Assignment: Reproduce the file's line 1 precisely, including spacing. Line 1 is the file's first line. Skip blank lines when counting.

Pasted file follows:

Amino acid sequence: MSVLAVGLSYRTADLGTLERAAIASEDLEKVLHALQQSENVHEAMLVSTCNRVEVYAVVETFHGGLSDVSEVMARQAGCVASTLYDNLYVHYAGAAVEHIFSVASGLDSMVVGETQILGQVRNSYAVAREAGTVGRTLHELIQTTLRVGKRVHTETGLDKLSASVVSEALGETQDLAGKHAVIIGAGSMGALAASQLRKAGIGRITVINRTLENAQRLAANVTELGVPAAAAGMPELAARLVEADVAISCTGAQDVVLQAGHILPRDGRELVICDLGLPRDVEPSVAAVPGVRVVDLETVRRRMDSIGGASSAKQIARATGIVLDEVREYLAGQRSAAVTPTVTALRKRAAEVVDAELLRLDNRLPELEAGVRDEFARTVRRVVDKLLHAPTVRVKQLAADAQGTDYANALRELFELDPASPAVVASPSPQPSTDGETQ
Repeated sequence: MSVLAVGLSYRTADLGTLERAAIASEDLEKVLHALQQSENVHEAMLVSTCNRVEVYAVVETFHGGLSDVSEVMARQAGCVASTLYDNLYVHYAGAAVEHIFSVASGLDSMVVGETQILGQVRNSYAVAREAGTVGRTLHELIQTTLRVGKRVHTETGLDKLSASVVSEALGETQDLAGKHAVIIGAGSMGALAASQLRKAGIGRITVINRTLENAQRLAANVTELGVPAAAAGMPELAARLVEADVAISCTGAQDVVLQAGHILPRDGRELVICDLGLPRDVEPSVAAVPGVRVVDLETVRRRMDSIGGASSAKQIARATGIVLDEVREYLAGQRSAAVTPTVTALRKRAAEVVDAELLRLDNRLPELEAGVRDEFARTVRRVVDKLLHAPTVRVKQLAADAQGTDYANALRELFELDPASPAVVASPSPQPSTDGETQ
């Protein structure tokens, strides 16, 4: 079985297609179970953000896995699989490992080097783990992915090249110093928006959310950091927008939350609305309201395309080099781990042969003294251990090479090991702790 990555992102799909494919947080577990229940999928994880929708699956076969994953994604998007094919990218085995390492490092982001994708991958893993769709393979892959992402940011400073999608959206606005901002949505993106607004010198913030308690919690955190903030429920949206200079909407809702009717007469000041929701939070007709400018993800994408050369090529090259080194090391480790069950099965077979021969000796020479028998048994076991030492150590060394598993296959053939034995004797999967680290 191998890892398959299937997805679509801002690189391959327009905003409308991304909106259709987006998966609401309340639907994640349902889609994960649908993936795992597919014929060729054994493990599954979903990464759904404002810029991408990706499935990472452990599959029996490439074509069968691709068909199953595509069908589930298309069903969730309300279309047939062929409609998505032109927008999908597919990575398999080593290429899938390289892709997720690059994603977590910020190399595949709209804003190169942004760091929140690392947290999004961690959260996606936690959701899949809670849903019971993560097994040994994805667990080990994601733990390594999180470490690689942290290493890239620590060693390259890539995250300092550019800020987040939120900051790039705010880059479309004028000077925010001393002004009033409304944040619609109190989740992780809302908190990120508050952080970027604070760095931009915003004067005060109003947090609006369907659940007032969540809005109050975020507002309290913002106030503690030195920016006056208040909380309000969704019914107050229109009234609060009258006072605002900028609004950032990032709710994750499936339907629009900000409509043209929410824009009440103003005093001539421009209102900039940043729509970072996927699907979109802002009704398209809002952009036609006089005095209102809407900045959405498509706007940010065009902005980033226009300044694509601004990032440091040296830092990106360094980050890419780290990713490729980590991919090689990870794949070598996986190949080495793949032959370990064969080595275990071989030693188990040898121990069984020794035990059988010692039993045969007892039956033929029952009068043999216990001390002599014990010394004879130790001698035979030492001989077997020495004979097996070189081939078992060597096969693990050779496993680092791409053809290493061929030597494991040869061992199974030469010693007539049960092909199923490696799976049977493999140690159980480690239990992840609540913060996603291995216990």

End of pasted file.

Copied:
Amino acid sequence: MSVLAVGLSYRTADLGTLERAAIASEDLEKVLHALQQSENVHEAMLVSTCNRVEVYAVVETFHGGLSDVSEVMARQAGCVASTLYDNLYVHYAGAAVEHIFSVASGLDSMVVGETQILGQVRNSYAVAREAGTVGRTLHELIQTTLRVGKRVHTETGLDKLSASVVSEALGETQDLAGKHAVIIGAGSMGALAASQLRKAGIGRITVINRTLENAQRLAANVTELGVPAAAAGMPELAARLVEADVAISCTGAQDVVLQAGHILPRDGRELVICDLGLPRDVEPSVAAVPGVRVVDLETVRRRMDSIGGASSAKQIARATGIVLDEVREYLAGQRSAAVTPTVTALRKRAAEVVDAELLRLDNRLPELEAGVRDEFARTVRRVVDKLLHAPTVRVKQLAADAQGTDYANALRELFELDPASPAVVASPSPQPSTDGETQ